If you cook a lot — or even a little — chances are you’ve got a bit of this and some of that hanging out in your fridge. Don’t waste it and certainly don’t go shopping for new groceries; you’ve probably got all the basics of a really great meal already on hand. Here’s how to make smart use of all those little bits and pieces.
Extra taters make great soup. Thin the mashed potatoes with milk, cream or broth and garnish with thinly sliced scallions.
You can also make fabulous fritters. Add flour and an egg to bind the mixture, fold in some diced ham (or lots of onion) and shape it into patties. Dredge in bread crumbs or flour and sauté.
Don’t throw away that smidge of mustard left in the jar. Add some oil and vinegar and make vinaigrette by just shaking it up right in the jar. Or stir in a little bit of jam — ideally apricot, or a red-currant jelly — and use the mixture as a glaze for pork or chicken.
Of course you can slice it and freeze it for morning toast, but there’s lots more to do. Make bread crumbs by pulsing the bread in a food processor or make a batch of croutons. Just cut the bread up into chunks, toss with olive oil and a little salt and sauté in a pan or toast in a 400 degree oven. It’s also great for crunchy crostini.
Don’t throw out that hardened brown sugar. Put a couple of slices of apple in the container and seal it up. In a day or two it will be supple and ready to use. You can generally trade about half the amount of granulated sugar for brown sugar in baked goods like brownies and some cakes and cookies.
Until dairies figure out they should be packing buttermilk in half pint containers, you’ll probably have leftovers. Don’t despair — swap in buttermilk for regular milk in pancakes by adding a little baking soda and decreasing the baking powder by a drop. Use it for marinating chicken for fried chicken — it both tenderizes and gives a little tang. Or try it in a salad dressing with a small amount of oil.
Luckily it now comes in smaller cans but if you’ve got leftovers, stir it up and freeze in ice cube trays for use in drinks and soups later. To use it right away, substitute coconut milk for some or all of the water when you make rice. Substitute it for butter to finish a sauce or stir a little into some broth along with cooked pasta and garnish with peanuts.
Chop some of that leftover stew meat and any extra vegetables and make them into a pasta sauce. Add a little broth, butter, and Parmesan, toss with hot cooked pasta and you’ve got an instant meal. Cooked meat also makes a great filling for tacos, a topping for a pizza, or it can even be folded into an omelet. Got extra meatloaf? Break it into small pieces and stir them into tomato sauce for a quick meat sauce.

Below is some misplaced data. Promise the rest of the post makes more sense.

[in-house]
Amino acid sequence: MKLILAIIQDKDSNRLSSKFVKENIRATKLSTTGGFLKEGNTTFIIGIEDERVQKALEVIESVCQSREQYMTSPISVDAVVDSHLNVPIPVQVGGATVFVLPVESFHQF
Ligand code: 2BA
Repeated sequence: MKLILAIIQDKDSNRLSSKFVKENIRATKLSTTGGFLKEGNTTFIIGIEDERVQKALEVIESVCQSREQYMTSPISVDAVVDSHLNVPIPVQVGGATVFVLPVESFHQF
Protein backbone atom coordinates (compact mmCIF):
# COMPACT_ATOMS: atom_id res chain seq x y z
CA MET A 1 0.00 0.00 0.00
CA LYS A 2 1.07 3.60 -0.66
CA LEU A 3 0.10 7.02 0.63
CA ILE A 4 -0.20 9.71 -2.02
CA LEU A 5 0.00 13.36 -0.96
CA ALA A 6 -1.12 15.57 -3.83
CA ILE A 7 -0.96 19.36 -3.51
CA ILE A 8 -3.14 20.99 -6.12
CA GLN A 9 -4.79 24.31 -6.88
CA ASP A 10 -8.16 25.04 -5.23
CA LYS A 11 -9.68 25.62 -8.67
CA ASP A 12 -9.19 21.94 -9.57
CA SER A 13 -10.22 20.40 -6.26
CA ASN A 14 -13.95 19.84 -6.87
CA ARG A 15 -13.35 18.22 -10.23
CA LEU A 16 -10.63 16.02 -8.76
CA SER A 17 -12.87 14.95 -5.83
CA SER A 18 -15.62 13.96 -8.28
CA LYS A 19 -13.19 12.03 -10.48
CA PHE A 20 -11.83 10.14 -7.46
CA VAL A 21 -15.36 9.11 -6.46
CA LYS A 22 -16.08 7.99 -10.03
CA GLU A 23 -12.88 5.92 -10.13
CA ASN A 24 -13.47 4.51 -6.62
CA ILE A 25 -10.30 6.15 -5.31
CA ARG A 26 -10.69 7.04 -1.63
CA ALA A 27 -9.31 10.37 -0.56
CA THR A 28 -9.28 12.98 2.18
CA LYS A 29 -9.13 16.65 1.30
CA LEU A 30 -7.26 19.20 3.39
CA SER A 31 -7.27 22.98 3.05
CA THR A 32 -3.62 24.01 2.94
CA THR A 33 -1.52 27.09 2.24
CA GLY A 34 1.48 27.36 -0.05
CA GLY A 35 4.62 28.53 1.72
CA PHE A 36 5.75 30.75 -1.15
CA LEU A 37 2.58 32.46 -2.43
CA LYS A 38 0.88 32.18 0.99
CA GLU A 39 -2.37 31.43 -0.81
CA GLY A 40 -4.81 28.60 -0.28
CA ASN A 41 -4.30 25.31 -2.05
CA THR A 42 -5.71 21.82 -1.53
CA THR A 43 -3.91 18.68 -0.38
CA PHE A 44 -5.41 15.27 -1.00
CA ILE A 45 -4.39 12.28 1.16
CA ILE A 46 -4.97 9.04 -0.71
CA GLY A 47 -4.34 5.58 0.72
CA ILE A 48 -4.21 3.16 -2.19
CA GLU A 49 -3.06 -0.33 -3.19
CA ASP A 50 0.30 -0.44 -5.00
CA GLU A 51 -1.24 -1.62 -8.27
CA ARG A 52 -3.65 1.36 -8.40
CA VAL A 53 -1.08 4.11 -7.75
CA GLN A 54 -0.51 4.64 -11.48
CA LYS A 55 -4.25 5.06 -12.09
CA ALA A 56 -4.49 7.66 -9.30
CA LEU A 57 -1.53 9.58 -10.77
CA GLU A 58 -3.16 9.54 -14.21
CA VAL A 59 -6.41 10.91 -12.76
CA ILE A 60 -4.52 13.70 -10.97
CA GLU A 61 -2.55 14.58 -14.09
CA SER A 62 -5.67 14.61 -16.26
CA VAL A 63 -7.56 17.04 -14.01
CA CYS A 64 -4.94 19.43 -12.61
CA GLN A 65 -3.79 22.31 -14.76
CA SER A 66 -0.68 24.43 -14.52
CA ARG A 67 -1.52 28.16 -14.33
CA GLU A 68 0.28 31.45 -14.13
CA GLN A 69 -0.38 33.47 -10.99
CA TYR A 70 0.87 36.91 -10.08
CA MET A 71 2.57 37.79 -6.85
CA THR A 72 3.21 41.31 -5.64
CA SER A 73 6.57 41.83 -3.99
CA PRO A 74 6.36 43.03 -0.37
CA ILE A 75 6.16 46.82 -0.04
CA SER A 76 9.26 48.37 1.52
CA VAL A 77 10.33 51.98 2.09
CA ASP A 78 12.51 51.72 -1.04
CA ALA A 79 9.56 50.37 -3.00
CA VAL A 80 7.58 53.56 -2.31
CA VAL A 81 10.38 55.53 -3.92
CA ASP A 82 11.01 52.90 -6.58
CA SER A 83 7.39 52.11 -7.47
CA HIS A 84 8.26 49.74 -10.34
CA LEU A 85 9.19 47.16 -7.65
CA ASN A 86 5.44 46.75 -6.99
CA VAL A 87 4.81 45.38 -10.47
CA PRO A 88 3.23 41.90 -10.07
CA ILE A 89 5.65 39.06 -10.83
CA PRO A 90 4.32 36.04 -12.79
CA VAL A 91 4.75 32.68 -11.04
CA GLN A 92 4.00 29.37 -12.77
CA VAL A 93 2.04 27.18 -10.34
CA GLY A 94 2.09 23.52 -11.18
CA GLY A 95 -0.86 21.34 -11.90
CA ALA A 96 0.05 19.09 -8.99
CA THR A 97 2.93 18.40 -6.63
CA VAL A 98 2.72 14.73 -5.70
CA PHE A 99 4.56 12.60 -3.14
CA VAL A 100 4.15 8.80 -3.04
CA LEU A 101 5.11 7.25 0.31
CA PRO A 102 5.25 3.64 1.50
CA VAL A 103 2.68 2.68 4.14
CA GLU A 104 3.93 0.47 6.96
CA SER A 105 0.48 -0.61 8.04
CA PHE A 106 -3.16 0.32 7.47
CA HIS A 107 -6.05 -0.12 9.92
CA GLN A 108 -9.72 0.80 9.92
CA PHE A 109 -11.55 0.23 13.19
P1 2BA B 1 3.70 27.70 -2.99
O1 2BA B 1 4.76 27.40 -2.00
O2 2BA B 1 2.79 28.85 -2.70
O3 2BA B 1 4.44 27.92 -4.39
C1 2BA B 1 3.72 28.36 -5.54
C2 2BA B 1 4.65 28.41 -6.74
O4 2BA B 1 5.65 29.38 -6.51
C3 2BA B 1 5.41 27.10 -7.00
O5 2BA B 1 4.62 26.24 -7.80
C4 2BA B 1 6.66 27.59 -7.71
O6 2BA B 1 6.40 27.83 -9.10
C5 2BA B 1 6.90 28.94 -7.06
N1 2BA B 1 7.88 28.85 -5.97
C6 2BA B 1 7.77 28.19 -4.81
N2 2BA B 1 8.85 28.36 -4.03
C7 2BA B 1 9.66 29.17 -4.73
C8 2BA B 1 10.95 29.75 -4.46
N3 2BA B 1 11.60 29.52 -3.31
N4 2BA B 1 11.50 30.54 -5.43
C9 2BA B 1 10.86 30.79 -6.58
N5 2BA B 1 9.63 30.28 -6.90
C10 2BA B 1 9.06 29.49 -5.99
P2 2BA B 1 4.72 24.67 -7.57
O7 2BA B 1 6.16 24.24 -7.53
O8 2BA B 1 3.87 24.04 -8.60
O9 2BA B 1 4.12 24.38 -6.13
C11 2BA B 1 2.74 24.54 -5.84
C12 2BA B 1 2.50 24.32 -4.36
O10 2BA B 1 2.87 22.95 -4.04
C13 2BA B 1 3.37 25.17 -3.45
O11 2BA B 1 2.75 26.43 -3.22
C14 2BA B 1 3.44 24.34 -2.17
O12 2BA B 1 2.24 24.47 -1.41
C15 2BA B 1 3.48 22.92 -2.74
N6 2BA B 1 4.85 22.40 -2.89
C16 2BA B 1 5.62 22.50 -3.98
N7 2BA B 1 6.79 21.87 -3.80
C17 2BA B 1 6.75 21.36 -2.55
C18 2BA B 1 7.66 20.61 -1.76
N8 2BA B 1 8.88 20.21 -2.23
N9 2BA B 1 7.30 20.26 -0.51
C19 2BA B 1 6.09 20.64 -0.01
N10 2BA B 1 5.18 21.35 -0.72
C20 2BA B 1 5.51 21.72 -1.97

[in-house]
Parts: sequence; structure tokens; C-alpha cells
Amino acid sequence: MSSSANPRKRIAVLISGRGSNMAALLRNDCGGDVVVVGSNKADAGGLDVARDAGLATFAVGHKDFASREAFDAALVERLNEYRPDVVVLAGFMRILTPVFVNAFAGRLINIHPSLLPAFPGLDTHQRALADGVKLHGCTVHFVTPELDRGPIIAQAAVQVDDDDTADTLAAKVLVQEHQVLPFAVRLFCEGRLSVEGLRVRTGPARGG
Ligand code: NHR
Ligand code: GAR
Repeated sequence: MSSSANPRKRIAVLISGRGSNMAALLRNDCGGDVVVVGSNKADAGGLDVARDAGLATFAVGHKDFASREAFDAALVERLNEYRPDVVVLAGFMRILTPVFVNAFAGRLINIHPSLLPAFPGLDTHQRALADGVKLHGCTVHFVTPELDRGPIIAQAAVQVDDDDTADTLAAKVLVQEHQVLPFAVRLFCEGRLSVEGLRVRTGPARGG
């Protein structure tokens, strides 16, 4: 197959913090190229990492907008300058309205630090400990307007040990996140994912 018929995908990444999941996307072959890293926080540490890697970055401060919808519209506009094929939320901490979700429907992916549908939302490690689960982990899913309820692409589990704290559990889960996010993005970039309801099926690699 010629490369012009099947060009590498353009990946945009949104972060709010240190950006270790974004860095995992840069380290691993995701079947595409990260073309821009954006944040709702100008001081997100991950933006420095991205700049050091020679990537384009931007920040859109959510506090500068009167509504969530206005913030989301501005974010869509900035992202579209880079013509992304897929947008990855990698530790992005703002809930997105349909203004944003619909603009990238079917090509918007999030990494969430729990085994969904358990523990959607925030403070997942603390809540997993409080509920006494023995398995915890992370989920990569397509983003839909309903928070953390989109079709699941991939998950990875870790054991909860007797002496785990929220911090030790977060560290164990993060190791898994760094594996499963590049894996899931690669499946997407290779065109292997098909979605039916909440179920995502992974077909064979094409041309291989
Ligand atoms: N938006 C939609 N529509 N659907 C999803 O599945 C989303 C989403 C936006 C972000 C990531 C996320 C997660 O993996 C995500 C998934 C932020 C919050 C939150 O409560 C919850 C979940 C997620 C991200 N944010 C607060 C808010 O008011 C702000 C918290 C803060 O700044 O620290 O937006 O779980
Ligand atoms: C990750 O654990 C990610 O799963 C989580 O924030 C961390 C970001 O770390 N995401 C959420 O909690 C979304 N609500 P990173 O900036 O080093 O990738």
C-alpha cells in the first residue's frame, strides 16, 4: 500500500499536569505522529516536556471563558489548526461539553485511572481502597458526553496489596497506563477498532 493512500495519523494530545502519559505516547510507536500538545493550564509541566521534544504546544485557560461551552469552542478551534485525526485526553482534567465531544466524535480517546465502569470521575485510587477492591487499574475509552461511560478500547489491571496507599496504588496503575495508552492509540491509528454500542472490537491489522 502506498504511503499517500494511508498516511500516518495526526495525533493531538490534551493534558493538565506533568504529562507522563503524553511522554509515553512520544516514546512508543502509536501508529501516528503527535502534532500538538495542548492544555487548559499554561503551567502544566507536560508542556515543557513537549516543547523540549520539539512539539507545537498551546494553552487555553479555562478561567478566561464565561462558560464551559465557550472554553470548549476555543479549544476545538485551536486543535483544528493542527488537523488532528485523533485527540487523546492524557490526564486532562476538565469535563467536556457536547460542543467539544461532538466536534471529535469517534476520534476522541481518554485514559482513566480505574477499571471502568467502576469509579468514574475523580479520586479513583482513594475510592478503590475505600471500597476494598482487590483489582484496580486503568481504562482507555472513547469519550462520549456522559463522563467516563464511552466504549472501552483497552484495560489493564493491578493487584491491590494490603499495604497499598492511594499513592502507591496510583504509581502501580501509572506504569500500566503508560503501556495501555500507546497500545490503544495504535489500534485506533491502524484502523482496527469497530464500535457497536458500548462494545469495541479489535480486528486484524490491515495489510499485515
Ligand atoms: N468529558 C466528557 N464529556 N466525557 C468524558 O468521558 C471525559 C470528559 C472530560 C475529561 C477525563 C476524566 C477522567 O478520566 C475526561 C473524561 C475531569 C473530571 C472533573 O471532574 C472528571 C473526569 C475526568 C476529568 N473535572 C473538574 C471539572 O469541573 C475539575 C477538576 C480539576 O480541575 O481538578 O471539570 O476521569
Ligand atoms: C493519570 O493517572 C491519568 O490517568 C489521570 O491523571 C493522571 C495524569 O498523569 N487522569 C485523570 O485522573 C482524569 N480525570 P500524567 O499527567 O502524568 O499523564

Who hasn’t cooked up enough rice to feed an army when it’s just you and a couple of friends? Fried rice puts leftovers to delicious use and actually works better with cold cooked rice.
Don’t want to break out the wok? Mix the cooked rice with a little egg, some Fontina or your favorite cheese, add some seasonings and make rice cakes. Cook them in a little olive oil and you’ve got a vegetarian dinner.
When you get down to just a couple of tablespoons in that can of tomato paste, transfer it in ice cube trays and freeze. You’ll have it on hand for stirring into soups and stews for extra body or to thin with a little water for those times when you only need a little bit of tomato in something. Or if you find yourself without ketchup for those burgers, mix the tomato paste with a little vinegar and honey and you’re good to go.
Have half a package of tortillas languishing in your fridge from taco night? Pop them into the freezer so they don’t spoil — use them for savory or dessert pizzas. Place the tortillas on a baking sheet, brush with a little oil and crisp them in the oven. Then scatter cheese, cooked vegetables or meat on top and make an individual pizza. For dessert, brush with butter and brown sugar and top with thinly sliced plums, bananas or peaches and bake.
I’m th inking these would have been good to own during all the snow, but I’m also thinking we’re done with snow for this year. (I hope, I hope). They seem to be a real good buy in olive and barley.